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jpjones

exact values for secx=-2/sqrt3

  • one year ago
  • one year ago

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  1. Mimi_x3
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    \[secx = -\frac{2}{\sqrt{3}} \] \[secx = \frac{1}{cosx} \]

    • one year ago
  2. Mimi_x3
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    I think that you're able to do it now..

    • one year ago
  3. Mimi_x3
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    \[\frac{1}{cosx} = -\frac{2}{\sqrt{3}} \]

    • one year ago
  4. jpjones
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    no you'll have to explain a bit better than that, i can tell you the answer is 5pi/6 and -5pi/6 but im not sure how to get there

    • one year ago
  5. Mimi_x3
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    well cross multiply

    • one year ago
  6. Mimi_x3
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    \[\frac{1}{cosx} = \frac{-2}{\sqrt{3}} => \sqrt{3} = -2cosx\] you should be able to do it now :)

    • one year ago
  7. jpjones
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    thanks ill keep trying, would i b using the fourth quadrant to draw this

    • one year ago
  8. Mimi_x3
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    |dw:1344660849255:dw| since cosx is a negative; so you will use the quadrants that i marks

    • one year ago
  9. jpjones
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    that getting clearer for me, now if you could just name the angles with the answers i gave before i might be able to complete the puzzle

    • one year ago
  10. jpjones
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    i think the angle has to be in one quadrant or the other

    • one year ago
  11. jpjones
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    oops i gave you the wrong answer a moment ago, the correct answer is pi/3 and -2pi/3, maybe that will help

    • one year ago
  12. Mimi_x3
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    hmm; i dont know how to explain sorry \[ cosx = -\frac{\sqrt{3}}{2} => x = \frac{\pi}{6} + \pi => \frac{7\pi}{6} \]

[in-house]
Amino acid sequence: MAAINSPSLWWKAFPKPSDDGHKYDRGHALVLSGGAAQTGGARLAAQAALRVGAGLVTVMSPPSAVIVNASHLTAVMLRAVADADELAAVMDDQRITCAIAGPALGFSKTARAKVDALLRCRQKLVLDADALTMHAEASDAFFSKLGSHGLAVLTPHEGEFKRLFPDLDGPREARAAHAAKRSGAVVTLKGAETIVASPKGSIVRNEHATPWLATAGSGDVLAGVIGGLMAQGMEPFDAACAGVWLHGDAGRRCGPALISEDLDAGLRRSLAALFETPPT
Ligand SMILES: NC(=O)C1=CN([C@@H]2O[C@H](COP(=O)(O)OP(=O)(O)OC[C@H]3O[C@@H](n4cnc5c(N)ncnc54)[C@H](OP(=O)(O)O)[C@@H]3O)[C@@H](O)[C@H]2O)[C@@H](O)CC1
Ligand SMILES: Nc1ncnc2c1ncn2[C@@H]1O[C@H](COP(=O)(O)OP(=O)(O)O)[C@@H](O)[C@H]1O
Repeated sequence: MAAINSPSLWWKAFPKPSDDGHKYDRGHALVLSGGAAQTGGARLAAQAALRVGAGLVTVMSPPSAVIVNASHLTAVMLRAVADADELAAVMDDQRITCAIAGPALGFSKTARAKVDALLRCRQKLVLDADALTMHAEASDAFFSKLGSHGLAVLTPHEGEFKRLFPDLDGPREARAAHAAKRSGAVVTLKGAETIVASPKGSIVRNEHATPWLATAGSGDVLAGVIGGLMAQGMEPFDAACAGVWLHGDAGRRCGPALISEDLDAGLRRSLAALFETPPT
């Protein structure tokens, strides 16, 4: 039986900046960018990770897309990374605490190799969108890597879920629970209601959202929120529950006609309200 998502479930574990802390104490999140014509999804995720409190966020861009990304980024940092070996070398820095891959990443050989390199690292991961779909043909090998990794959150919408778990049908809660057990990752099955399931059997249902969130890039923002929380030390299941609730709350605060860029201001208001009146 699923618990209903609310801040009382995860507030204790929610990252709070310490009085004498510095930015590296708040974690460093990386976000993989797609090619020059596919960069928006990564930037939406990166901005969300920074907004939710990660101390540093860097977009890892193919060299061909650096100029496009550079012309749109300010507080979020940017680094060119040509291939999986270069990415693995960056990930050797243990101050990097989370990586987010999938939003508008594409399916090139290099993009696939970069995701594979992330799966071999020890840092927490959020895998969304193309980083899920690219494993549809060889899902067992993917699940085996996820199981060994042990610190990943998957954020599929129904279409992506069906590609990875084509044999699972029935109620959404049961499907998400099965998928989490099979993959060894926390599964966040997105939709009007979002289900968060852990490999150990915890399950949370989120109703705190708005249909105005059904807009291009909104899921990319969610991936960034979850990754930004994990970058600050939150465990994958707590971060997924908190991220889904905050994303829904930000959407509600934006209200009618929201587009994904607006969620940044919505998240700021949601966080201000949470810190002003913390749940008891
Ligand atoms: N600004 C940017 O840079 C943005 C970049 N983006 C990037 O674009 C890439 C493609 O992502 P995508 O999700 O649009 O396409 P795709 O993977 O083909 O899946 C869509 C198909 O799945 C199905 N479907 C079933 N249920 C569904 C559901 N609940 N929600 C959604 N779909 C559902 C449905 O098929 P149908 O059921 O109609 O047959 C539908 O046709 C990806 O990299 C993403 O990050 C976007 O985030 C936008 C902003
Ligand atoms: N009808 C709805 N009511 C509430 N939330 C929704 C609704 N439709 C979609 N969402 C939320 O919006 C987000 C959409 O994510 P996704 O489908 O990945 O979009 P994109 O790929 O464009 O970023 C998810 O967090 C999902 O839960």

• one year ago
  13. Mimi_x3
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    |dw:1344662088473:dw| \[ x = \pi - \frac{\pi}{6} = \frac{5\pi}{6}\]

    • one year ago
  14. Mimi_x3
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    wait something looks wrong

    • one year ago
  15. jpjones
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    yes have a look back a couple of replies the answer is pi/3 and -2pi/3, once again i am sorry bi gave you the answer to a different question originally

    • one year ago
  16. jpjones
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    that is but i gave you the answer to a different question originaly

    • one year ago
  17. Mimi_x3
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    i doubled checked; i dont think i made any mistake...wait you have me the answers from a different question?

    • one year ago
  18. jpjones
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    i gotta tell you that is an amazing effort to come up with a correct answer to a question that i gave the incorrect answer to

    • one year ago
  19. Mimi_x3
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    what???

    • one year ago
  20. Mimi_x3
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    you just tricked me with a wrong answer?

    • one year ago
  21. jpjones
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    i promise it was an accident im working on 4 equations at a time here, cramming for an exam in the following week, but now that i gave you the correct answer pi/3 and -2pi/3 it should be easy for you to show me, once again im sorry for that

    • one year ago
  22. jpjones
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    are you still there mimi x3

    • one year ago
  23. jpjones
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    come on mimi your my only hope here, where are you

    • one year ago
  24. nabsz.j
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    can i know the question and the answer please because I don't wanna stuff up because of the confusion up above lol i might be able to help

    • one year ago
  25. nabsz.j
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    \[\sec (x) = -2/\sqrt{3} \] \[1/\cos(x) = -2/\sqrt{3}\] Flip both sides of the equation to get cos(x) on top: \[\cos(x) = -\sqrt{3}/2\] Take arccos of both sides, you get \[x=\cos^{-1} (-\sqrt{3}/2)\] \[x=-\pi/6\] Then you know that the range and domain of arccos is only between 0 and pi so that's all the angles you are looking for. And we also know cos is negative so it must be in 2nd or 3rd quadrant. So that leaves us with the 2nd quadrant and the answer, \[x = \pi-(\pi/6)\] \[x= 5\pi/6\]

    • one year ago
  26. nabsz.j
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    aw man, how do you do fractions in this thing? i hate forward slashes as fractions -.-

    • one year ago
  27. Mimi_x3
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    ohh no no. the answer the i typed above is correct. i dont think that its allowed to be (-pi/6) and for fractions \frac{..}{..}

    • one year ago
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